The answer to this question is simple – the Headspace app is fine if you want to learn Buddhist meditation, because this is all it offers.
According to the website, the popular Headspace app was designed by a man named Andy Puddicombe who decided to quit college and become a Buddhist monk. Ordained in a Tibetan monastery in the Indian Himalayas, his meditation training took him all over the world. When his monastic commitment was complete, he returned to the UK with a goal to teach mindfulness and meditation to as many people as possible.
His work began with a meditation consultancy where he worked with politicians, athletes, and business leaders. He eventually met a man named Rich Pierson who needed help dealing with stress and the two of them began to “skill swap meditation for business advice.” That’s how Headspace was born.
The kind of meditation that this app provides is about training people “in awareness and getting a healthy sense of perspective,” the site says. The aim is not to turn off thoughts or feelings, just learn how to observe them without judgement.
The beginner course on the app is free, but other content requires a paid subscription of $7.99 or $12.99 a month and $399.99 for a lifetime. The app also includes reminders, rewards, and ways to connect with friends for motivation.
The types of meditation offered generally fall into two main categories – calming meditation which involves concentration on a particular object such as breath or a mantra, and insight meditation which is aimed at transforming the mind by developing wisdom and compassion.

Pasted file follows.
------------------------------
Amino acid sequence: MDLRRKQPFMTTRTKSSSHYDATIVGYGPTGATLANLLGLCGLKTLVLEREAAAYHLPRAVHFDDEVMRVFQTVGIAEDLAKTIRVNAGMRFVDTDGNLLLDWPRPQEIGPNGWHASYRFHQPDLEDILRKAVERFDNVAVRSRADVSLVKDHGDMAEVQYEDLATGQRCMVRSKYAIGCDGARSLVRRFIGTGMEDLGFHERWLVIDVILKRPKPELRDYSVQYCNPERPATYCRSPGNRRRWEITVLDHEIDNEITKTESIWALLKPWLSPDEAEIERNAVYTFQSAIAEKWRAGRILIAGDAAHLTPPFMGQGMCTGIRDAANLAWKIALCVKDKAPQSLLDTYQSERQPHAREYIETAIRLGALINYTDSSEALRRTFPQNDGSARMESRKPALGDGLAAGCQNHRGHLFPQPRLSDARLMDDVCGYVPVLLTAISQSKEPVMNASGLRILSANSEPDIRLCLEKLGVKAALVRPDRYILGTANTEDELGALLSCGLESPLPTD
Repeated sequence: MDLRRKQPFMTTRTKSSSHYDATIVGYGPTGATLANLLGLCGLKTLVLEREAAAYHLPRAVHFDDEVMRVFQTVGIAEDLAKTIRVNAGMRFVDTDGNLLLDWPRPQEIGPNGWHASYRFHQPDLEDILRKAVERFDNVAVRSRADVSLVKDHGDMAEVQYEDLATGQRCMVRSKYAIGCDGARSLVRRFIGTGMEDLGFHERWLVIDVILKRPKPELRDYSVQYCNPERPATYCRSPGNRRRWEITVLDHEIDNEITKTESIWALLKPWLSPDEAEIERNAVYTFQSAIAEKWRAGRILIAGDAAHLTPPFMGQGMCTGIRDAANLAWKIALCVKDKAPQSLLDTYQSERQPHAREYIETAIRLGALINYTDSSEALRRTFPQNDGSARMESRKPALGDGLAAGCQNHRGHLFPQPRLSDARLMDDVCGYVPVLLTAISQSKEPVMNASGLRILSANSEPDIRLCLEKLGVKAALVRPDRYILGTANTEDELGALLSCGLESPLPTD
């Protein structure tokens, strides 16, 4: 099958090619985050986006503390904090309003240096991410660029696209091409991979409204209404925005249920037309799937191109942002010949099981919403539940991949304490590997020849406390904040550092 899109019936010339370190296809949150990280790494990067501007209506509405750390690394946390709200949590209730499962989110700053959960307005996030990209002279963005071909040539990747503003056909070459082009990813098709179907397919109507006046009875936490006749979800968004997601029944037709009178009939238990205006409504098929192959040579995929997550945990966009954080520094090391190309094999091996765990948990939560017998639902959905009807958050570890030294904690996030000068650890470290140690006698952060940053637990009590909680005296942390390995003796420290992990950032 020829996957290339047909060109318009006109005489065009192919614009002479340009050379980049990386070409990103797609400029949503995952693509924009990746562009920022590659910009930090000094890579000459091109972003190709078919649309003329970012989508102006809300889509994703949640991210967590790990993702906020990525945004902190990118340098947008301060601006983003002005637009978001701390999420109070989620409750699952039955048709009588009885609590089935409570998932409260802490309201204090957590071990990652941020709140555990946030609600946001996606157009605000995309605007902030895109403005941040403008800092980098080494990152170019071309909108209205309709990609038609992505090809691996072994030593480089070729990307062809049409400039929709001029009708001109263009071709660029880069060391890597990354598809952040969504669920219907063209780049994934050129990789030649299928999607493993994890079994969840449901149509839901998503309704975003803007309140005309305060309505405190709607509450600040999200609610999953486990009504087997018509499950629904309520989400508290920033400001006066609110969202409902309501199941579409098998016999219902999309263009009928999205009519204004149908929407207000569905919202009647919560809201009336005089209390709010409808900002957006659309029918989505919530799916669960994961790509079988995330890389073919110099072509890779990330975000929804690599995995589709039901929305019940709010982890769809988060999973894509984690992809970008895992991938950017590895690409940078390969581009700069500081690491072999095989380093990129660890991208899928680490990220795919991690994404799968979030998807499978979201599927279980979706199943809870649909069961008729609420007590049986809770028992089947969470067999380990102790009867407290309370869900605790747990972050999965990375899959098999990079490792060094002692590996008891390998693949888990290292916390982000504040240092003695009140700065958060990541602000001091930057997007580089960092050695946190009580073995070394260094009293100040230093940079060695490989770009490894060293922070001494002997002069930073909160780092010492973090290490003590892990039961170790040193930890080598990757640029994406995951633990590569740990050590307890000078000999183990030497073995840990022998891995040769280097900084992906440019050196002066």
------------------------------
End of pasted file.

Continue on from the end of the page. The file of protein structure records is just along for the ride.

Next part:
Even though these styles of meditation derived from Buddhism, they are billed as “non-religious” so “We won’t ask you to chant mantras, burn incense or even sit cross-legged!” the site says, although it clearly uses mantras as referenced above.
While there is nothing wrong with learning how to keep your thoughts under control and stay in the moment, Christians don’t need Buddhist techniques – or even so-called “secularized” Buddhist techniques – to do so. We have our own version of mindfulness which is found in the classic, The Practice of the Presence of God written by Brother Lawrence of the Resurrection and a devotion known as the “sacrament of the present moment” by Father J. P. DeCaussade.
In Chapter Six of my new book, A Catholic Guide to Mindfulness, these practices are explained in detail. Unlike today’s mindfulness craze, our “app” isn’t about a technique and it doesn’t need a smartphone. It’s about a relationship, one that we are all longing for in the depths of our hearts and can only realize in the arms of our Creator.
The meditation techniques featured on Headspace may be billed as “secular” to consumers but, like Dr. Anthony E. Clark writes in the foreword of my book, “ . . . [W]hat one person calls ‘science,’ or what another calls ‘non-religious’ is actually very much related to the spiritual and religious realm.”
He adds: “Common sense tells us that the direction one drives a car determines the place one arrives at, and spiritual practice is no different.”
If we are employing practices that are based in Buddhist techniques, the direction we’re headed is into our selves. If we’re employing Christian practices of prayer as dialogue with God, then we’re headed toward God.
The question you need to ask yourself is this – which direction do you want to go?
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